Secrets Of The ‘hunley’

RESEARCHERS PREPARE TO LOOK INSIDE THE LONG-BURIED CONFEDERATE SUBMARINE

With a 90-pound explosive charge attached to an iron spar protruding from her bow, the Confederate sub H. L. Hunley looked like a lopsided hypodermic needle. On the night of February 17, 1864, off Charleston, South Carolina, she gave the Union sloop Housatonic a lethal injection.

 
 
Read more »

The End Of The Alabama

Captain Semmes was spoiling for a fight—and Winslow of the U.S.S. Kearsarge was waiting for him, just off Cherbourg

Early in 1864 the Confederate States Steamer Alabama left the Indian Ocean and headed for European waters. Her captain, Raphael Semme—tired, ill, and bad-tempered after almost three years commanding Confederate raiders noted in his journal on May 21: “Our bottom is in such a state that everything passes us. We are like a crippled hunter limping home from a long chase.” During almost two years at sea the Alabama had never been long enough in any port for a thorough overhaul of her hull, rigging, and engines.Read more »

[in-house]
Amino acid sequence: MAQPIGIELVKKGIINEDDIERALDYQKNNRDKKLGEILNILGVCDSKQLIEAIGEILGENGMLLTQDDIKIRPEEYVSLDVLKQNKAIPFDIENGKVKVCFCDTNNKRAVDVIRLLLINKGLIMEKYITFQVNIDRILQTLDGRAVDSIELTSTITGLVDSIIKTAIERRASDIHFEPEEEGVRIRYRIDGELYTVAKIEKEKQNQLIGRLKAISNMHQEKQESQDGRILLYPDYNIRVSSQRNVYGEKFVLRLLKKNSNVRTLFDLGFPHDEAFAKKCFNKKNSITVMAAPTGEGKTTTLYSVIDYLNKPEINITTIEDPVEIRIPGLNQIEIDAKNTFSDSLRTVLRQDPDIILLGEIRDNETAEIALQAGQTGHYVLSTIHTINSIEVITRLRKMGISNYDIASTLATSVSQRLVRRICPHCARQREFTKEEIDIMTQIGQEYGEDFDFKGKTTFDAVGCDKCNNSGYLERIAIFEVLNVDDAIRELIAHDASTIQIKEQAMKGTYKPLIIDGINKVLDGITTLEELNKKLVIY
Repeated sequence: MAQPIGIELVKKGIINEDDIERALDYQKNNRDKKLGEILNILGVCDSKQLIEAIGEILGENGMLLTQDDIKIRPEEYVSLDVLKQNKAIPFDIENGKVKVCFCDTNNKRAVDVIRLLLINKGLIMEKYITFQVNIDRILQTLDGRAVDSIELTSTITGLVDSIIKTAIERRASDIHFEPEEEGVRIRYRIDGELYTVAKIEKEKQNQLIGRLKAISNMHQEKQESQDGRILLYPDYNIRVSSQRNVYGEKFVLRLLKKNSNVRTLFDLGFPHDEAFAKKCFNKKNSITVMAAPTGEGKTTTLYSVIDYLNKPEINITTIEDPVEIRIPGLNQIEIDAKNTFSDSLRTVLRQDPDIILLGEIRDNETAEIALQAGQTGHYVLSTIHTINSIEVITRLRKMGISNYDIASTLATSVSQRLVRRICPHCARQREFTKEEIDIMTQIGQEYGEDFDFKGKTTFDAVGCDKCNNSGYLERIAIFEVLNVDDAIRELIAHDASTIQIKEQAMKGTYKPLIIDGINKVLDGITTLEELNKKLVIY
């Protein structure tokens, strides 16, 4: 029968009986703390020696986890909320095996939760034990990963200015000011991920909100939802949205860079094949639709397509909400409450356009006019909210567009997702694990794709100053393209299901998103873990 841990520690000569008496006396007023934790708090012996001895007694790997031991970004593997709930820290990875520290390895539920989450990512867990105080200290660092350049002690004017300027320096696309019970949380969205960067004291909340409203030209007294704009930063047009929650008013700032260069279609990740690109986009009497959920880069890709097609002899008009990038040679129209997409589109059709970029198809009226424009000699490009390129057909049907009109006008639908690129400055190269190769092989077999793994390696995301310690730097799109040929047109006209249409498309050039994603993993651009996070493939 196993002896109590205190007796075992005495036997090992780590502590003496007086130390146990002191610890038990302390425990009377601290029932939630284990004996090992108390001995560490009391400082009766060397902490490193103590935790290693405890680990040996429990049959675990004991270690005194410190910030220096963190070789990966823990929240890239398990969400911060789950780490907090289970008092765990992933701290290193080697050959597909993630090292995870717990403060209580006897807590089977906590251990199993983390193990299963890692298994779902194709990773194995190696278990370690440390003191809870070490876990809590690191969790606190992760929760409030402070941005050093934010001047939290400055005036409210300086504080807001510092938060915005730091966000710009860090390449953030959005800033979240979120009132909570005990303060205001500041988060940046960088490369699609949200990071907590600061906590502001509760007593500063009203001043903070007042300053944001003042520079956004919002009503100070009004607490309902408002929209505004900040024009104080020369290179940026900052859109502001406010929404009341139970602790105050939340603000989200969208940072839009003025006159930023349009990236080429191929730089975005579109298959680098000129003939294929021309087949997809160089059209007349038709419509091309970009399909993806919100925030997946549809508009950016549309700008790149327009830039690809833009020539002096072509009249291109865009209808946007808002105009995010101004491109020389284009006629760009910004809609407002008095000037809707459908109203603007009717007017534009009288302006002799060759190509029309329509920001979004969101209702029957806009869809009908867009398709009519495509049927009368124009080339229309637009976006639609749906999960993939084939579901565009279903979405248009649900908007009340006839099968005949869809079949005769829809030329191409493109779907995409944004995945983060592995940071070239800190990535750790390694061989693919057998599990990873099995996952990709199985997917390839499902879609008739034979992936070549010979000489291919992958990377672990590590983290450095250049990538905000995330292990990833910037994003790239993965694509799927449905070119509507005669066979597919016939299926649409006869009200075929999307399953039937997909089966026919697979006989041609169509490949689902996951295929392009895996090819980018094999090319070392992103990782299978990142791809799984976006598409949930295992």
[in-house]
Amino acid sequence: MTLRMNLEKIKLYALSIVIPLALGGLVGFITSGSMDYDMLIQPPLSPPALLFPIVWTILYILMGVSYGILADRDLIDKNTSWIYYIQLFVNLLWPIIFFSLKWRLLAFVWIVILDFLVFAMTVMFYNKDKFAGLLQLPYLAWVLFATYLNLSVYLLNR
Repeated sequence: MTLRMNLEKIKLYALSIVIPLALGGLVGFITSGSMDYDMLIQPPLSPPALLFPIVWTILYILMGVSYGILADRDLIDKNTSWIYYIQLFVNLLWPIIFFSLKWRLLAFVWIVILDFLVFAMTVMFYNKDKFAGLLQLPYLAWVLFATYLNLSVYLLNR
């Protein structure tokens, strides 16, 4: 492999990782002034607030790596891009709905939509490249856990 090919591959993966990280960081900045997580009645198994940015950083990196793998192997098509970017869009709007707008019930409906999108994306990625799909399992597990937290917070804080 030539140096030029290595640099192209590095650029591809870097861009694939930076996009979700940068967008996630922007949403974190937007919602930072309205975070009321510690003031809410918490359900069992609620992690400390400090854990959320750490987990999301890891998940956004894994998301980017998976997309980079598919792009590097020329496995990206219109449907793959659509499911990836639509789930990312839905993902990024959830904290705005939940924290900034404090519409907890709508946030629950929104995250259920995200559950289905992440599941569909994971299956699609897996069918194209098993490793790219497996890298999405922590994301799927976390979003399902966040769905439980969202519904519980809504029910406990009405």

Last Of The Rebel Raiders

Long after the Civil War was over, the Shenandoah’s die-hard skipper was still sinking Yankee ships

On the night of October 8, 1864, a little group f m of men hurried through log-shrouded streets in Liverpool, England, to board the steamer Laurel , which lay waiting in the harbor. They posed as passengers and pretended to be strangers to one another, but in tact they were officers and men of the Confederate Navy. Some of them had reached Europe oil the blockade-runners that slipped in and out of southern ports.